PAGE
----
US6034860A (en) * 1998-06-10 2000-03-07 Eaton Corporation Circuit breaking contact with micro-contact interface
US6121753A (en) * 1997-01-23 2000-09-19 Walker; Douglas W. Apparatus and method for testing and indicating battery charge and functionality
US20060084292A1 (en) * 2004-10-20 2006-04-20 Matsushita Electric Industrial Co., Ltd. Switch and manufacturing method thereof
EP1722382A2 (en) * 2005-05-10 2006-11-15 ELESTA relays GmbH Contact arrangement for a relay
US20150287550A1 (en) * 2012-10-29 2015-10-08 Kabushiki Kaisha Saginomiya Seisakusho Contact Structure for Switch and Pressure Switch Using the Same

Families Citing this family (4)

* Cited by examiner, † Cited by third party
Publication number Priority date Publication date Assignee Title
JPS5253278K1 (en) * 1975-10-27 1977-04-28
JPS5729215Y2 (en) * 1977-04-21 1982-06-25
JPS5434069U (en) * 1977-08-11 1979-03-06
DE3924109A1 (en) * 1989-07-20 1991-01-31 Merit Elektrik Gmbh Multiple switch, in particular import, export and / or selectors for motor vehicles and related application

Citations (6)

* Cited by examiner, † Cited by third party
Publication number Priority date Publication date Assignee Title
US1040455A (en) * 1907-08-27 1912-10-08 Cutler Hammer Mfg Co Electric-switch contact.
US1337628A (en) * 1919-09-20 1920-04-20 John R Townsend Electric switch
US1653823A (en) * 1923-10-10 1927-12-27 Landis & Gyr Ag Contact device for key switches
US1850703A (en) * 1927-06-27 1932-03-22 Gen Electric Co Ltd Electric switch
DE598540C (en) * 1934-06-12 Aeg knife switch
US2284644A (en) * 1939-01-19 1942-06-02 Dubilier William Electric switch

Patent Citations (6)

* Cited by examiner, † Cited by third party
Publication number Priority date Publication date Assignee Title
DE598540C (en) * 1934-06-12 Aeg knife switch
US1040455A (en) * 1907-08-27 1912-10-08 Cutler Hammer Mfg Co Electric-switch contact.
US1337628A (en) * 1919-09-20 1920-04-20 John R Townsend Electric switch
US1653823A (en) * 1923-10-10 1927-12-27 Landis & Gyr Ag Contact device for key switches
US1850703A (en) * 1927-06-27 1932-03-22 Gen Electric Co Ltd Electric switch
US2284644A (en) * 1939-01-19 1942-06-02 Dubilier William Electric switch

Cited By (26)

* Cited by examiner, † Cited by third party
Publication number Priority date Publication date Assignee Title
US2715169A (en) * 1950-07-21 1955-08-09 Honeywell Regulator Co Switch contact
US2723325A (en) * 1953-01-05 1955-11-08 Easton A Mckibbon Water heater cut-off device
US2849580A (en) * 1954-04-07 1958-08-26 Tateishi Kazuma Snap switch for direct current
US2864922A (en) * 1954-05-11 1958-12-16 Bbc Brown Boveri & Cie Exchangeable contact element for disconnect switches and the like
US2887861A (en) * 1955-05-25 1959-05-26 Frederick W Yessel Flashlight bulb contact cleaner
US2864921A (en) * 1955-07-28 1958-12-16 Gibson Electric Company Contact for interrupter switch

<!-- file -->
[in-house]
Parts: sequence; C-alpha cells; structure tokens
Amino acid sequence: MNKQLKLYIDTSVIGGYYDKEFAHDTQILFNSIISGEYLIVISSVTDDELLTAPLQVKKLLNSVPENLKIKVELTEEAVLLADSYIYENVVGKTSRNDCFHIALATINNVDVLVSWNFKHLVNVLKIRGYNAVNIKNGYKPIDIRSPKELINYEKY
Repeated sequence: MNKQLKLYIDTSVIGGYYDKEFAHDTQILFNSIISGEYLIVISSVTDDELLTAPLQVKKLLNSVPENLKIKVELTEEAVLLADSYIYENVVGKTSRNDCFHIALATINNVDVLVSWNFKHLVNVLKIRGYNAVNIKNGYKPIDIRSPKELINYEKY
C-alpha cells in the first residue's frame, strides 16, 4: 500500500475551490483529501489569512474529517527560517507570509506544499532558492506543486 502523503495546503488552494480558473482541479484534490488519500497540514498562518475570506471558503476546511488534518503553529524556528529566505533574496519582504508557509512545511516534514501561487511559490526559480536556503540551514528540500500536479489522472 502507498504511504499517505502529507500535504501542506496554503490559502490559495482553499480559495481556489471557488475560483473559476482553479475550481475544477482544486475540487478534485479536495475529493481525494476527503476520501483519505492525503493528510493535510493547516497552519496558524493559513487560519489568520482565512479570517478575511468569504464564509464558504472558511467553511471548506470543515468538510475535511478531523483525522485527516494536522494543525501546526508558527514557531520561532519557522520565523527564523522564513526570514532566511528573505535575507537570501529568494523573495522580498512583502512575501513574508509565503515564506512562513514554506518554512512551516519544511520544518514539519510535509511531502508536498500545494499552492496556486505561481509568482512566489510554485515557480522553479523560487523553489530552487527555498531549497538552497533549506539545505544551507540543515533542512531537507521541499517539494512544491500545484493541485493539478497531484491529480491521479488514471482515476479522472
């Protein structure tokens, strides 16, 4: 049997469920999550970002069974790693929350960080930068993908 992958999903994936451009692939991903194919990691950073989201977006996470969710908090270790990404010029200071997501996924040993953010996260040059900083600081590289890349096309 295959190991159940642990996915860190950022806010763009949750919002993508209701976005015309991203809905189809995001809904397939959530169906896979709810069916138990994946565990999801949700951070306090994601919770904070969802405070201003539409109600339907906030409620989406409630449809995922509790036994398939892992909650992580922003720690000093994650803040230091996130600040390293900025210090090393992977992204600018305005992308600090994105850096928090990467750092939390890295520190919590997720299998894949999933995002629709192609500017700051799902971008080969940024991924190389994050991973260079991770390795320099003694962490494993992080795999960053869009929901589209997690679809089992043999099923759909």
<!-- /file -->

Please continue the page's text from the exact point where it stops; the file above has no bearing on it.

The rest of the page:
US2883488A (en) * 1956-10-22 1959-04-21 Cav Ltd Electromagnetically operable electric switches
US3250884A (en) * 1964-03-02 1966-05-10 Cutler Hammer Inc Electrical switch having improved movable contact holding means and contact cleaning means
US3619521A (en) * 1968-12-13 1971-11-09 Bosch Gmbh Robert Improved circuit-breaking contact assembly for automotive distributors
US3725625A (en) * 1971-08-25 1973-04-03 Raytheon Co Mechanical pushbutton switch with pointed end coil spring contact
US3922814A (en) * 1973-12-27 1975-12-02 Kelley Co Inc Control switching for automatic load operators
US4074112A (en) * 1973-12-27 1978-02-14 Kelley Co., Inc. Switch assembly having movable contact face configuration for penetrating frost or ice layer on adjacent contact surface
FR2486706A1 (en) * 1980-07-11 1982-01-15 Thomson Brandt electric switch is a break contact a negligible level of radio interference
EP0044757A1 (en) * 1980-07-11 1982-01-27 Societe Electromecanique Du Nivernais Selni Method for reducing the radio static interference generated by the operation of an electric switch
EP0106075A2 (en) * 1982-09-11 1984-04-25 Elan-Schaltelemente GmbH Switch with bridging contalts
EP0106075A3 (en) * 1982-09-11 1987-01-21 Elan-Schaltelemente Switch with bridging contalts
US4650935A (en) * 1984-12-25 1987-03-17 Mitsubishi Denki Kabushiki Kaisha Switch
USRE33457E (en) * 1984-12-25 1990-11-27 Mitsubishi Denki Kabushiki Kaisha Switch
US5020217A (en) * 1990-02-06 1991-06-04 General Electric Company Methods for fabricating an electrical contact
US6121753A (en) * 1997-01-23 2000-09-19 Walker; Douglas W. Apparatus and method for testing and indicating battery charge and functionality
US6034860A (en) * 1998-06-10 2000-03-07 Eaton Corporation Circuit breaking contact with micro-contact interface
US20060084292A1 (en) * 2004-10-20 2006-04-20 Matsushita Electric Industrial Co., Ltd. Switch and manufacturing method thereof
US7365280B2 (en) * 2004-10-20 2008-04-29 Matsushita Electric Industrial Co., Ltd. Switch and manufacturing method thereof
EP1722382A2 (en) * 2005-05-10 2006-11-15 ELESTA relays GmbH Contact arrangement for a relay
EP1722382A3 (en) * 2005-05-10 2010-04-28 ELESTA relays GmbH Contact arrangement for a relay
US20150287550A1 (en) * 2012-10-29 2015-10-08 Kabushiki Kaisha Saginomiya Seisakusho Contact Structure for Switch and Pressure Switch Using the Same

Also Published As

Publication number Publication date Type
GB621247A (en) 1949-04-06 application
FR940418A (en) 1948-12-13 grant